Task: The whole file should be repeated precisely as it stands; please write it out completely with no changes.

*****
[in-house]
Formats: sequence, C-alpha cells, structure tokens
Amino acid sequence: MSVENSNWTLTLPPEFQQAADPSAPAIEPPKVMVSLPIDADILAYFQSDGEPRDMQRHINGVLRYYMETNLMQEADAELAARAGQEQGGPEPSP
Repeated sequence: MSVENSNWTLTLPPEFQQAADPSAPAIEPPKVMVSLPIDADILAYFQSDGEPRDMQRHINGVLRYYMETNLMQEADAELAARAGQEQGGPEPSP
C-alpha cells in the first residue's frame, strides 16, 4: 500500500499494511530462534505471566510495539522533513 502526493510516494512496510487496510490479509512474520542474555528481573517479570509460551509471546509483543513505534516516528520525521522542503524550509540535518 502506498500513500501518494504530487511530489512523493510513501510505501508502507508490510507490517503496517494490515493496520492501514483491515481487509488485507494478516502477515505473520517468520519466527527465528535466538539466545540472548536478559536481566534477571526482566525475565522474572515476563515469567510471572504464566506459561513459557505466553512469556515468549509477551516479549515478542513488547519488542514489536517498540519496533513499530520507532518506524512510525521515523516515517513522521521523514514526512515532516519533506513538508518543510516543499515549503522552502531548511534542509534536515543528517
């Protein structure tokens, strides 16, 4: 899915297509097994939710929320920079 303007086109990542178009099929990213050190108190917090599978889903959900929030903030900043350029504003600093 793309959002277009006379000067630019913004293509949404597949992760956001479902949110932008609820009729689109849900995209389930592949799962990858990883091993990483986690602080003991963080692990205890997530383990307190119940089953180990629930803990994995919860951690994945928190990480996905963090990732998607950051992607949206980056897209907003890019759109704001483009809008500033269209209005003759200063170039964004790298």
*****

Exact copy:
[in-house]
Formats: sequence, C-alpha cells, structure tokens
Amino acid sequence: MSVENSNWTLTLPPEFQQAADPSAPAIEPPKVMVSLPIDADILAYFQSDGEPRDMQRHINGVLRYYMETNLMQEADAELAARAGQEQGGPEPSP
Repeated sequence: MSVENSNWTLTLPPEFQQAADPSAPAIEPPKVMVSLPIDADILAYFQSDGEPRDMQRHINGVLRYYMETNLMQEADAELAARAGQEQGGPEPSP
C-alpha cells in the first residue's frame, strides 16, 4: 500500500499494511530462534505471566510495539522533513 502526493510516494512496510487496510490479509512474520542474555528481573517479570509460551509471546509483543513505534516516528520525521522542503524550509540535518 502506498500513500501518494504530487511530489512523493510513501510505501508502507508490510507490517503496517494490515493496520492501514483491515481487509488485507494478516502477515505473520517468520519466527527465528535466538539466545540472548536478559536481566534477571526482566525475565522474572515476563515469567510471572504464566506459561513459557505466553512469556515468549509477551516479549515478542513488547519488542514489536517498540519496533513499530520507532518506524512510525521515523516515517513522521521523514514526512515532516519533506513538508518543510516543499515549503522552502531548511534542509534536515543528517
């Protein structure tokens, strides 16, 4: 899915297509097994939710929320920079 303007086109990542178009099929990213050190108190917090599978889903959900929030903030900043350029504003600093 793309959002277009006379000067630019913004293509949404597949992760956001479902949110932008609820009729689109849900995209389930592949799962990858990883091993990483986690602080003991963080692990205890997530383990307190119940089953180990629930803990994995919860951690994945928190990480996905963090990732998607950051992607949206980056897209907003890019759109704001483009809008500033269209209005003759200063170039964004790298």